Neurodegenerative disease. Another application of the invention described herein is in enhancement of neuronal survival and repair of neuronal degeneration. There are a wide number of human diseases, such as Alzheimer's disease and Parkinson's disease, where specific types of neurons in the central nervous system die. Agents that prevent this cell death or enhance the growth of cells to replace those that die are thus of interest as therapeutics for these diseases. Because insulin often plays a role as a cell survival factor in addition to its well-known role in mediating glucose homeostasis, but the blood brain barrier presents a major hurdle in the use of peptide therapeutics, small molecule insulin mimics could play a significant role in treating these diseases. Further, it was already known that some of the early natural insulin mimics also are able to activate receptors for growth factors specifically involved in neuronal survival and regeneration. These receptors are members of the Trk family, and recognize growth factors such as brain-derived neurotrophic factor (BDNF) and nerve growth factor (NGF). It therefore made sense to examine the compounds we have prepared in this work for this second activity.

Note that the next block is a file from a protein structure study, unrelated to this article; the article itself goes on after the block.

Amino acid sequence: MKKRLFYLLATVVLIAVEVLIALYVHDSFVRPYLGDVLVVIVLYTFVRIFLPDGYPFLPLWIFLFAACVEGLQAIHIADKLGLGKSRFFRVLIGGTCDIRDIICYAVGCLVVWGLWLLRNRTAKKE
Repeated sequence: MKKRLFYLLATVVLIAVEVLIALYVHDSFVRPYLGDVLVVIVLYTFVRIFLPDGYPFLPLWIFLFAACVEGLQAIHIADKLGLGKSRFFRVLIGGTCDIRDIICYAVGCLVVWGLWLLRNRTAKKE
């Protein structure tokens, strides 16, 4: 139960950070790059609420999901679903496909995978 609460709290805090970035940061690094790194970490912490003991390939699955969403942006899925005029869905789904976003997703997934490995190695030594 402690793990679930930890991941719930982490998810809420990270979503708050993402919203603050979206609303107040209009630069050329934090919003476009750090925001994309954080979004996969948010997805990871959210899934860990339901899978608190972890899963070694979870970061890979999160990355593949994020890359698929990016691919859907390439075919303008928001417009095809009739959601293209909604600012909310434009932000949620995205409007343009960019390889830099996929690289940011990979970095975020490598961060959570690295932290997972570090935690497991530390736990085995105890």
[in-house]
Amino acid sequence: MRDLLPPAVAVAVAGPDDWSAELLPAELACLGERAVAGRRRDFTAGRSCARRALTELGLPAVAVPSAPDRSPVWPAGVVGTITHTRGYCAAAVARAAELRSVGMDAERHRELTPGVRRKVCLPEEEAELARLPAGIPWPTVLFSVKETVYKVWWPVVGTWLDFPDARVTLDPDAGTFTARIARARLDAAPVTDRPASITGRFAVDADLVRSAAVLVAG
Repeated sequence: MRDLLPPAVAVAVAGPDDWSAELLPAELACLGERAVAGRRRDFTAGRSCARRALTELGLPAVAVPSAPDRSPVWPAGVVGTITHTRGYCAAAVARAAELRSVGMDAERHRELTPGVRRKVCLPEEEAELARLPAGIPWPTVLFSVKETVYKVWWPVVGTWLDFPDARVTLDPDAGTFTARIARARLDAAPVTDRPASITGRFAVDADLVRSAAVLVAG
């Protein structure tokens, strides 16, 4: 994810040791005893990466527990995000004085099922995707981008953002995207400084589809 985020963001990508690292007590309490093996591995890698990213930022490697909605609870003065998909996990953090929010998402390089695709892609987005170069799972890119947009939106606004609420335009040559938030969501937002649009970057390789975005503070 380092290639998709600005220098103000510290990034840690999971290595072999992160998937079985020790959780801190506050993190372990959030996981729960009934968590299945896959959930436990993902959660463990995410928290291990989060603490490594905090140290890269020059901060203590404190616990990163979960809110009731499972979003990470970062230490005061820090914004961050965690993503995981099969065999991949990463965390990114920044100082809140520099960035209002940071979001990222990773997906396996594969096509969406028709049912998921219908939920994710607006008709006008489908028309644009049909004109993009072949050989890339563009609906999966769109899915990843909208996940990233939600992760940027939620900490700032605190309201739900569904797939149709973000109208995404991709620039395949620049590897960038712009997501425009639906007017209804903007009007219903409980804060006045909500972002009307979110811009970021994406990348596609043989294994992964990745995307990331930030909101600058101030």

A library of asterriquinones was screened using a 96-well ELISA assay that detects phosphorylated TrkA, the NGF receptor. We identified many compounds from this library that activated TrkA in CHO cells. The library was also screened for dose-dependent cytotoxicity in these cells. From these assays, we selected two compounds 1H5 and 5E5 for further study based on NGF agonist activity and low toxicity. Compound 1H5 is a moderate TrkA agonist and is non-toxic at concentrations up to 100 mM. 1H5 at 30 μM has 49±4% the effect of 100 ng/ml NGF. This compound does not show additive effects with NGF but impairs the ability of NGF to activate the TrkA receptor. Despite this, 1H5 can protect differentiated PC12 neurons from apoptotic cell death induced by NGF withdrawal for 48 h. Cell death is 64±11% in control PC12 cells, 52±3% in cell treated with 30 μM 1H5, and 18±6% in cells treated with 100 ng/ml NGF. However, 1H5 does not cause neuronal differentiation of PC12 cells. Compound 5E5 is a much stronger activator of TrkA. 5E5 at 30 μM has 212±11% the effect of 100 ng/ml NGF on CHO-Trk cells. It is non-toxic at concentrations up to 10 μM. Activation of TrkA can be detected at 1 μM by western blot and 3 μM 5E5 activates TrkA and ERK as strongly as 100 ng/ml NGF. More importantly, 5E5 doesn't impair NGF activation of TrkA but has additive effects. 5E5 also causes phosphorylation of FRS2/SNT, a differentiation-specific target of NGF in neurons and PC12 cells (2.7-fold v.s. NGF). 5E5 causes neuronal differentiation in the presence of low doses of NGF.